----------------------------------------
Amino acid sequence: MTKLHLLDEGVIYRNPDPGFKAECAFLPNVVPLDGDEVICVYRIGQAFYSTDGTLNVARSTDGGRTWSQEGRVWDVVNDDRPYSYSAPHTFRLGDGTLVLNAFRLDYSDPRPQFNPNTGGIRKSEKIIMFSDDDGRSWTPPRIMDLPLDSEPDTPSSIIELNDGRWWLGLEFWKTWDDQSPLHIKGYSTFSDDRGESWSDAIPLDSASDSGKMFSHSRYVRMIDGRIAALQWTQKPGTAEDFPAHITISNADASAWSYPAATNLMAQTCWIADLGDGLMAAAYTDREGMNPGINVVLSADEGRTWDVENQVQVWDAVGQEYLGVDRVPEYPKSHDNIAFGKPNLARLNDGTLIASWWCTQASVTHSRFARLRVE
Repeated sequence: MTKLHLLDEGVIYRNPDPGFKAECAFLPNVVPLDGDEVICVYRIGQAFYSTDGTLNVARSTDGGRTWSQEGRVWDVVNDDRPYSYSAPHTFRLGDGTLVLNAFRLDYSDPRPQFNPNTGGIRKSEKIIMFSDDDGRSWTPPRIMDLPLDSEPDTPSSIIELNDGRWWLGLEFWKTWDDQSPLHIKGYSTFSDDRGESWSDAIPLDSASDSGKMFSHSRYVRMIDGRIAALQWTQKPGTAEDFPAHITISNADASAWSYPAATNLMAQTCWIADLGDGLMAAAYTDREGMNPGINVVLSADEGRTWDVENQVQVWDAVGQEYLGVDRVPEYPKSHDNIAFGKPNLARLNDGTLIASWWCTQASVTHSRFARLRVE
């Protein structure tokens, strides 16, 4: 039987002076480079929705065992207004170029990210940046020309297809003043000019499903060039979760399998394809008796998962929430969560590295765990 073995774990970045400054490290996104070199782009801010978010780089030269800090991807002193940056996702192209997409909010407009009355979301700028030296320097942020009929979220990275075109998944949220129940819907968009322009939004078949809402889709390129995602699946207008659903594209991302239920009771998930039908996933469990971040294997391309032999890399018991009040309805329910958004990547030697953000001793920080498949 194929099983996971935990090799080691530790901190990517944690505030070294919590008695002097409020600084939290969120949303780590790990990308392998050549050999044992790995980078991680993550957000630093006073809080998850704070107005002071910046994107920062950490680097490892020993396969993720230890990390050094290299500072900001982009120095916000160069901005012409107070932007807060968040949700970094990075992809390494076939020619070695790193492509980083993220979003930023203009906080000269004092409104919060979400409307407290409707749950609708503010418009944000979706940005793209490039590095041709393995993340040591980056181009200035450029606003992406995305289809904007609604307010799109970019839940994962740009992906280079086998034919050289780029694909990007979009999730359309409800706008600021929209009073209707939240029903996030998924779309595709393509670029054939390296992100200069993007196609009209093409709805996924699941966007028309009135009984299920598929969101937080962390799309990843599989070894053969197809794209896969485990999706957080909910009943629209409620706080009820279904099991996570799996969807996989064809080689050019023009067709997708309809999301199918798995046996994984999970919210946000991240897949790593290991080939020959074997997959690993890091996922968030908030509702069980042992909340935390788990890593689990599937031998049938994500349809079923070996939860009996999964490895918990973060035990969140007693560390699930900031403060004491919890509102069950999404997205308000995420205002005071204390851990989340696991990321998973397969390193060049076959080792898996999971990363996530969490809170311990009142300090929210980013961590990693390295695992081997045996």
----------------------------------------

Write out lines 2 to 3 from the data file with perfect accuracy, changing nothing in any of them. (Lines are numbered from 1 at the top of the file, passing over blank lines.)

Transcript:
Repeated sequence: MTKLHLLDEGVIYRNPDPGFKAECAFLPNVVPLDGDEVICVYRIGQAFYSTDGTLNVARSTDGGRTWSQEGRVWDVVNDDRPYSYSAPHTFRLGDGTLVLNAFRLDYSDPRPQFNPNTGGIRKSEKIIMFSDDDGRSWTPPRIMDLPLDSEPDTPSSIIELNDGRWWLGLEFWKTWDDQSPLHIKGYSTFSDDRGESWSDAIPLDSASDSGKMFSHSRYVRMIDGRIAALQWTQKPGTAEDFPAHITISNADASAWSYPAATNLMAQTCWIADLGDGLMAAAYTDREGMNPGINVVLSADEGRTWDVENQVQVWDAVGQEYLGVDRVPEYPKSHDNIAFGKPNLARLNDGTLIASWWCTQASVTHSRFARLRVE
């Protein structure tokens, strides 16, 4: 039987002076480079929705065992207004170029990210940046020309297809003043000019499903060039979760399998394809008796998962929430969560590295765990 073995774990970045400054490290996104070199782009801010978010780089030269800090991807002193940056996702192209997409909010407009009355979301700028030296320097942020009929979220990275075109998944949220129940819907968009322009939004078949809402889709390129995602699946207008659903594209991302239920009771998930039908996933469990971040294997391309032999890399018991009040309805329910958004990547030697953000001793920080498949 194929099983996971935990090799080691530790901190990517944690505030070294919590008695002097409020600084939290969120949303780590790990990308392998050549050999044992790995980078991680993550957000630093006073809080998850704070107005002071910046994107920062950490680097490892020993396969993720230890990390050094290299500072900001982009120095916000160069901005012409107070932007807060968040949700970094990075992809390494076939020619070695790193492509980083993220979003930023203009906080000269004092409104919060979400409307407290409707749950609708503010418009944000979706940005793209490039590095041709393995993340040591980056181009200035450029606003992406995305289809904007609604307010799109970019839940994962740009992906280079086998034919050289780029694909990007979009999730359309409800706008600021929209009073209707939240029903996030998924779309595709393509670029054939390296992100200069993007196609009209093409709805996924699941966007028309009135009984299920598929969101937080962390799309990843599989070894053969197809794209896969485990999706957080909910009943629209409620706080009820279904099991996570799996969807996989064809080689050019023009067709997708309809999301199918798995046996994984999970919210946000991240897949790593290991080939020959074997997959690993890091996922968030908030509702069980042992909340935390788990890593689990599937031998049938994500349809079923070996939860009996999964490895918990973060035990969140007693560390699930900031403060004491919890509102069950999404997205308000995420205002005071204390851990989340696991990321998973397969390193060049076959080792898996999971990363996530969490809170311990009142300090929210980013961590990693390295695992081997045996």